Corporations seeking financing amid the market's turmoil might find following a simple recipe can significantly improve their chances and lower their costs.

That means presenting a clean balance sheet, lowering expectations and being patient.

Companies modifying that recipe may find their loan chances deflated, not unlike a poorly done souffl & #233;.

"It's a myth that no companies are securing financing in this market," said attorney Jennifer Yount, a partner at the Los Angeles office of Paul Hastings Janofsky & Walker LLP who represents lenders.

Stender Sweeney, senior vice president and commercial banking director for Wachovia Corp.'s western region, particularly stresses keeping expectations realistic.

Companies seeking more modestly sized loans that lenders are willing to hold on their balance sheets are more likely to get approvals, since banks are finding it difficult to resell large debt packages to other investors. "Banks and the markets are still digesting the past large (transactions)," Sweeney said.

Typical deals for Los Angeles-area companies in recent months include modest extensions of existing credit lines or sales of convertible senior notes, essentially bonds with a stock option hidden inside.

For example, managed care provider Molina Healthcare Inc. in October sold more than $200 million in 3.75 percent convertible senior notes to finance an acquisition and repay some earlier debt.

Restaurant chain Cheesecake Factory Inc. secured a $100 million extension to its revolving credit facility earlier this month money it will use to refinance part of a stock repurchase from an investor group led by JPMorgan Chase & Co.

GE Healthcare Financial Services provided imaging center operator Radnet Inc. $100 million to fund acquisitions in February via a combination of a credit line boost and an outstanding term loan increase.

Officials at all three companies said they were successful because they stuck to the recipe. For example, Los Angeles-based Radnet, which had debt from a prior acquisition, scaled back its original financing request by $10 million and worked with GE to structure the deal differently than first envisioned.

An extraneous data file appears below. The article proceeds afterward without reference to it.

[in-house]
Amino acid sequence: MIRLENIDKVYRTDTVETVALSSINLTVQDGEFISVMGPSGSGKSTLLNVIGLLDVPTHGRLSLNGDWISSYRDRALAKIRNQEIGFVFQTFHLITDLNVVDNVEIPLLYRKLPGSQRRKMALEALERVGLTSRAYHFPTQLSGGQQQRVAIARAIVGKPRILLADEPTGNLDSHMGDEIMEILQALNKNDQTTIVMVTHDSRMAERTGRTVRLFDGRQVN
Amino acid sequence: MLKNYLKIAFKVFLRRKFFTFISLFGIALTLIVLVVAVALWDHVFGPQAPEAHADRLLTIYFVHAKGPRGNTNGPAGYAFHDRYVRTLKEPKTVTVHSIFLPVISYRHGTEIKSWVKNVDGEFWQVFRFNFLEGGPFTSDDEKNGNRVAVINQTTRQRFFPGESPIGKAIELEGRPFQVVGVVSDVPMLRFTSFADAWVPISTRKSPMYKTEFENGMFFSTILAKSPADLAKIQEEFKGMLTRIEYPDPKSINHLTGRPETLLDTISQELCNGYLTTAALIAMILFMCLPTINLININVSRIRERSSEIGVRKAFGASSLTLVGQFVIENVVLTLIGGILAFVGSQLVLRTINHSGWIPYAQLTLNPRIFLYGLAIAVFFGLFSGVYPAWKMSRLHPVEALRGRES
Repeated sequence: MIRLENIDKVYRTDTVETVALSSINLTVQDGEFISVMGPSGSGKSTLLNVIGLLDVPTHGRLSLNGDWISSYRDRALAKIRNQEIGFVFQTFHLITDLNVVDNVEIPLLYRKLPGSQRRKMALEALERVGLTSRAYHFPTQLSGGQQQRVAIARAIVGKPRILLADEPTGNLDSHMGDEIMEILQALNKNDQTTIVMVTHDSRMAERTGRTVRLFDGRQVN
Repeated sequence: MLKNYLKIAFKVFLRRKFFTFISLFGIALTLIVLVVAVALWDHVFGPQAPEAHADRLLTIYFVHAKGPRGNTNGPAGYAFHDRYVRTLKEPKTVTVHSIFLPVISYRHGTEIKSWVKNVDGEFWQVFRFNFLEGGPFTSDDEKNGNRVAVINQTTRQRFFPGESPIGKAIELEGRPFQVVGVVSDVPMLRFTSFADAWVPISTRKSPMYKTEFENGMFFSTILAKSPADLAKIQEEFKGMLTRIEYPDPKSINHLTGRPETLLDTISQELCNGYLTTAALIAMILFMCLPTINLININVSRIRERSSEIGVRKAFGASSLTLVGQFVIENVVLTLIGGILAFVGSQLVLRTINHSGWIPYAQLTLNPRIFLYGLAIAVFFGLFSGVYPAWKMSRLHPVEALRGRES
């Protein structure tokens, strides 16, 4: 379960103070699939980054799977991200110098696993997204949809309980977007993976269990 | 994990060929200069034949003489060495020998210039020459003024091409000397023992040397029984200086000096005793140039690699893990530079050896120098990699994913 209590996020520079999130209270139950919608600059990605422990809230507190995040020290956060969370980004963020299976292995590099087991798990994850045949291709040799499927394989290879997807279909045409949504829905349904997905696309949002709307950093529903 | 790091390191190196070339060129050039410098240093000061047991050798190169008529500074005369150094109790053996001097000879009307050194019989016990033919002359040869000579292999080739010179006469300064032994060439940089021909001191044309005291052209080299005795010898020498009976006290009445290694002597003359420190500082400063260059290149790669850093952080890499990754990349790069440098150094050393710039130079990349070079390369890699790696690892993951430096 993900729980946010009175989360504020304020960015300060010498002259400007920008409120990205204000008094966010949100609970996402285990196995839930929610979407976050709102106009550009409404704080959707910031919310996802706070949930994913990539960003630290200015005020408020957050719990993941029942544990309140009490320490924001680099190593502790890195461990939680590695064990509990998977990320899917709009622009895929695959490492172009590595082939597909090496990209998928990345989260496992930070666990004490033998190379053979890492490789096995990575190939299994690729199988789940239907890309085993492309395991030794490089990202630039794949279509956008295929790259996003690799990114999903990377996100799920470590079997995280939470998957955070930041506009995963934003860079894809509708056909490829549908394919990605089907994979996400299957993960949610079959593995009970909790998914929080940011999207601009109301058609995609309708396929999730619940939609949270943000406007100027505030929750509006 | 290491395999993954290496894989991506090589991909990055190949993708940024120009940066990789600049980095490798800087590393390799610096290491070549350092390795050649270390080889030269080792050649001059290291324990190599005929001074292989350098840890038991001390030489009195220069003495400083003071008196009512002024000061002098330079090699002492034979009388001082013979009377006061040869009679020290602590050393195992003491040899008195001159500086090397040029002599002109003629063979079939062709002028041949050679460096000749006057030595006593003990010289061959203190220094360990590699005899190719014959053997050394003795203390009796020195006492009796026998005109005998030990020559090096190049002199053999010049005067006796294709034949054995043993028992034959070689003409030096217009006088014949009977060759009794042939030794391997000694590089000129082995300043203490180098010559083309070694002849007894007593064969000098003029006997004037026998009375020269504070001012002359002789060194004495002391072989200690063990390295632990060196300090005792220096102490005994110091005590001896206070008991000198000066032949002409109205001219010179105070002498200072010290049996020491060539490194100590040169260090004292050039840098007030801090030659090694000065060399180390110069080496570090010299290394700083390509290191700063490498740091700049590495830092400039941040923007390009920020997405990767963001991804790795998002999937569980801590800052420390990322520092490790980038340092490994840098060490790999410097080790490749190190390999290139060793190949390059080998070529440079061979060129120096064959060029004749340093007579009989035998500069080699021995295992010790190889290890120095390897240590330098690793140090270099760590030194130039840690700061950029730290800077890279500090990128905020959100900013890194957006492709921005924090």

Radnet Chief Executive Howard Berger said the package included a term loan for part of the amount instead of relying entirely on a larger revolving line. Factor in the benefit of recent Federal Reserve interest rate cuts, and the total interest cost was comparable with rates paid for credit in November 2006.

Michael Dixon, Cheesecake's chief financial officer, said the Calabasas Hills casual restaurant chain's solid brand name and conservative balance sheet enabled it to get nearly the same terms for the credit extension as it did for the original line it obtained about a year ago.

"We increased the bank's fee slightly to entice them, but it was very minor," said Dixon, noting that the company was willing to forego the opportunity to repurchase its currently depressed shares if it didn't score a good deal. "We were fortunate to have already had that line in place, and that we hadn't any debt prior to that."

Both Dixon and John Molina, chief financial officer at Long Beach-based Molina Healthcare, said their companies had considered other ways to raise the money, but compromised due to market conditions. For example, Molina could have issued high-yield debt that would not have diluted the company's equity down the road, but there was simply no market for it.

Indeed, Yount said the credit crunch has in many cases made it more of a challenge "in structuring the transactions."

While loans might still be based on the value of the whole business of the company as a going concern, more lenders are adding asset-based components to the financing. The value of foreign collateral is being factored in more often, and banks are bringing in other lenders to syndicate more deals, she said.

An example of a particularly complex deal was one involving Pasadena label maker Avery Dennison Corp. in November. It was able to refinance more than $400 million of a $1.3 billion acquisition, but decided to go with a hybrid equity known as a HiMeds unit.

Each unit gave investors a senior note due in 2020, plus a purchase contract obligating the holder to buy a certain number of shares in 2010. Since the units are not treated strictly as debt they don't weigh down the balance sheet as much. For investors, the fixed bond income of the hybrid is taxed at a rate lower than capital gains.

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